Partnering with occupational therapists from TOUCH Community Services, more than 90% of applicants have shown functional improvements after receiving home modification. “The scheme helps about 90 financially disadvantaged individuals yearly, and has the potential to scale nationally,” says Ms Loh.

Enabling Individuals to Act Independently

‘The state should not do everything,” Mr Laurence Lien suggests in an opinion article published on Civil Service College website. Mr Lien is the co-founder and CEO of the Asia Philanthropy Circle and the Chairman of Lien Foundation.

The main consideration is that the government should let the community, family and individuals take on activities that they can, and only step in if the activities exceed the capacity of these individuals or small private groups.

“This approach recognises the autonomy and dignity of each human individual,” he comments.

It is actually an interesting point that is worth pondering. The ability to take care of oneself and act independently as individuals or small private groups is important, as it helps reduce stress on the whole economy and also increases individuals’ self-esteem and sense of actualisation.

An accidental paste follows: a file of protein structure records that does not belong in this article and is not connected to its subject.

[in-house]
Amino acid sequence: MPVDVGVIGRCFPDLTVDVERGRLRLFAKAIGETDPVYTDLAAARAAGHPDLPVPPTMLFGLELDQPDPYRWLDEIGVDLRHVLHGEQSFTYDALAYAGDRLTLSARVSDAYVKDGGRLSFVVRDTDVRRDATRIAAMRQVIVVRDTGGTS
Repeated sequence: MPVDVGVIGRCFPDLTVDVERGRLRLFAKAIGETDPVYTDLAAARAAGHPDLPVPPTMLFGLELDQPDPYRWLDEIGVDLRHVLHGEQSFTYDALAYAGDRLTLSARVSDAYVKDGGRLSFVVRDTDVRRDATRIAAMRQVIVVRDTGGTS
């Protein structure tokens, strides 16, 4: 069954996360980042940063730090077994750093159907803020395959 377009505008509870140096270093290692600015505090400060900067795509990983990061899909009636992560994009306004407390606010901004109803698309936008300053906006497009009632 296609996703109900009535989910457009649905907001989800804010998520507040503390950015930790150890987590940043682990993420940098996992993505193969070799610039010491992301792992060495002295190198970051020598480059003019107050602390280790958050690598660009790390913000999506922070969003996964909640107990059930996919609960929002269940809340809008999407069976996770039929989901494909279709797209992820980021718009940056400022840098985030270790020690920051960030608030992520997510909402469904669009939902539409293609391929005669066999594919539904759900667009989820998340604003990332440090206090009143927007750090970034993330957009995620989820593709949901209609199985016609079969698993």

While governments should refrain from doing too much, the non-profit sector – including religious organisations and voluntary associations, as well as smaller communities and the family – can serve as “mediating structures that empower individual actions and link the individual to the society as a whole”, according to Mr Lien.

Further Considerations for the Non-Profit Sector

In his article, Professor Rob Reich also raised some concerns about foundations, with one questioning whether the tax reduction benefits that foundations enjoy are justifiable. According to him, “the minority-supported, experimental, or controversial public goods funded by foundations will represent the diverse preferences of the wealthy, not of the wider citizenry”.

In general, foundations in the US enjoy generous tax subsidies. Not only are donations made by donors to the foundations more or less tax-free, but the assets which are part of a foundation’s endowment are also usually tax-free when invested in the market place.

Professor Reich expressed his concern that as foundations enjoy tax subsidies, people are actually paying in the form of lost tax revenues. This might be a valid concern, in the context of the US.